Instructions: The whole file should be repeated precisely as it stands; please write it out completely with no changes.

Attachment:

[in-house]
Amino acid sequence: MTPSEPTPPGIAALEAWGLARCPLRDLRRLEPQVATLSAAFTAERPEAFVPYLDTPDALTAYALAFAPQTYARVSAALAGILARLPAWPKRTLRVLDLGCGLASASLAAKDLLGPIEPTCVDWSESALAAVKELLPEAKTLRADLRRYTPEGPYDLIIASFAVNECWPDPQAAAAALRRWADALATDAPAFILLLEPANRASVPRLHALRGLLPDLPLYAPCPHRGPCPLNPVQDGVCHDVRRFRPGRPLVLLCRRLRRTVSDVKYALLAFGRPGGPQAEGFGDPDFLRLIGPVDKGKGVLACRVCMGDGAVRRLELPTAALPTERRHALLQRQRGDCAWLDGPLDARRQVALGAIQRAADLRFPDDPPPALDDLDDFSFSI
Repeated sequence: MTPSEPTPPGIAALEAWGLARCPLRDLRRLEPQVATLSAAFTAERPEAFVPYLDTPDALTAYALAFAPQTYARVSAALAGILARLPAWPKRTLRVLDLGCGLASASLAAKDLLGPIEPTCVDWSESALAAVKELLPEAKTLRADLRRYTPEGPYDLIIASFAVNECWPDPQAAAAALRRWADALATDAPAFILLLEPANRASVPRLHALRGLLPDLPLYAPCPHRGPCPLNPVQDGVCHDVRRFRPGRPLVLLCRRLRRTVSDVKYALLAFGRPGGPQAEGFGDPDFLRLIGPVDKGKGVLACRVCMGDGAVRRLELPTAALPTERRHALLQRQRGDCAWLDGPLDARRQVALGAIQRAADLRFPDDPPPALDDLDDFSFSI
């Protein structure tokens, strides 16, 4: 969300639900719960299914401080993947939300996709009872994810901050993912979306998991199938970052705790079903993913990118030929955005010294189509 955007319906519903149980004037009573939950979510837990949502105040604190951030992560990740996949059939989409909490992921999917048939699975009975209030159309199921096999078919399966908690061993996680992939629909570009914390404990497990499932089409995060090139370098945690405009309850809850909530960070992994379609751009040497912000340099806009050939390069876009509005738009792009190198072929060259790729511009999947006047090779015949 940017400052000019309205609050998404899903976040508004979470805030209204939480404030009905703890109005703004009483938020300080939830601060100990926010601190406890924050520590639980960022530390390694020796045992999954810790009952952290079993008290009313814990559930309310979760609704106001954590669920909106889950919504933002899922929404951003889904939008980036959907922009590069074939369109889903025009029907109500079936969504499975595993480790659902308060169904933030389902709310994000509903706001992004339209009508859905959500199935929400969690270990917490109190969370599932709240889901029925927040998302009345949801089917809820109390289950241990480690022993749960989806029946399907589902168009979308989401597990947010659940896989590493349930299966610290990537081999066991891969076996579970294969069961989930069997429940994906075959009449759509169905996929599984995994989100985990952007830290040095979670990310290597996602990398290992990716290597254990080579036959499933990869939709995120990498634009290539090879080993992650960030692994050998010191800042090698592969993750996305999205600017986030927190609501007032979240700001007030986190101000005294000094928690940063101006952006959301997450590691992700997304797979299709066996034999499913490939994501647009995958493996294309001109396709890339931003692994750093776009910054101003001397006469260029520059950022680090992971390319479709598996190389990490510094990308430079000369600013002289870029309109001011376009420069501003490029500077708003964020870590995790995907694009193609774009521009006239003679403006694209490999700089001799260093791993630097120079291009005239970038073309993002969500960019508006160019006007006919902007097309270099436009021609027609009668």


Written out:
[in-house]
Amino acid sequence: MTPSEPTPPGIAALEAWGLARCPLRDLRRLEPQVATLSAAFTAERPEAFVPYLDTPDALTAYALAFAPQTYARVSAALAGILARLPAWPKRTLRVLDLGCGLASASLAAKDLLGPIEPTCVDWSESALAAVKELLPEAKTLRADLRRYTPEGPYDLIIASFAVNECWPDPQAAAAALRRWADALATDAPAFILLLEPANRASVPRLHALRGLLPDLPLYAPCPHRGPCPLNPVQDGVCHDVRRFRPGRPLVLLCRRLRRTVSDVKYALLAFGRPGGPQAEGFGDPDFLRLIGPVDKGKGVLACRVCMGDGAVRRLELPTAALPTERRHALLQRQRGDCAWLDGPLDARRQVALGAIQRAADLRFPDDPPPALDDLDDFSFSI
Repeated sequence: MTPSEPTPPGIAALEAWGLARCPLRDLRRLEPQVATLSAAFTAERPEAFVPYLDTPDALTAYALAFAPQTYARVSAALAGILARLPAWPKRTLRVLDLGCGLASASLAAKDLLGPIEPTCVDWSESALAAVKELLPEAKTLRADLRRYTPEGPYDLIIASFAVNECWPDPQAAAAALRRWADALATDAPAFILLLEPANRASVPRLHALRGLLPDLPLYAPCPHRGPCPLNPVQDGVCHDVRRFRPGRPLVLLCRRLRRTVSDVKYALLAFGRPGGPQAEGFGDPDFLRLIGPVDKGKGVLACRVCMGDGAVRRLELPTAALPTERRHALLQRQRGDCAWLDGPLDARRQVALGAIQRAADLRFPDDPPPALDDLDDFSFSI
């Protein structure tokens, strides 16, 4: 969300639900719960299914401080993947939300996709009872994810901050993912979306998991199938970052705790079903993913990118030929955005010294189509 955007319906519903149980004037009573939950979510837990949502105040604190951030992560990740996949059939989409909490992921999917048939699975009975209030159309199921096999078919399966908690061993996680992939629909570009914390404990497990499932089409995060090139370098945690405009309850809850909530960070992994379609751009040497912000340099806009050939390069876009509005738009792009190198072929060259790729511009999947006047090779015949 940017400052000019309205609050998404899903976040508004979470805030209204939480404030009905703890109005703004009483938020300080939830601060100990926010601190406890924050520590639980960022530390390694020796045992999954810790009952952290079993008290009313814990559930309310979760609704106001954590669920909106889950919504933002899922929404951003889904939008980036959907922009590069074939369109889903025009029907109500079936969504499975595993480790659902308060169904933030389902709310994000509903706001992004339209009508859905959500199935929400969690270990917490109190969370599932709240889901029925927040998302009345949801089917809820109390289950241990480690022993749960989806029946399907589902168009979308989401597990947010659940896989590493349930299966610290990537081999066991891969076996579970294969069961989930069997429940994906075959009449759509169905996929599984995994989100985990952007830290040095979670990310290597996602990398290992990716290597254990080579036959499933990869939709995120990498634009290539090879080993992650960030692994050998010191800042090698592969993750996305999205600017986030927190609501007032979240700001007030986190101000005294000094928690940063101006952006959301997450590691992700997304797979299709066996034999499913490939994501647009995958493996294309001109396709890339931003692994750093776009910054101003001397006469260029520059950022680090992971390319479709598996190389990490510094990308430079000369600013002289870029309109001011376009420069501003490029500077708003964020870590995790995907694009193609774009521009006239003679403006694209490999700089001799260093791993630097120079291009005239970038073309993002969500960019508006160019006007006919902007097309270099436009021609027609009668």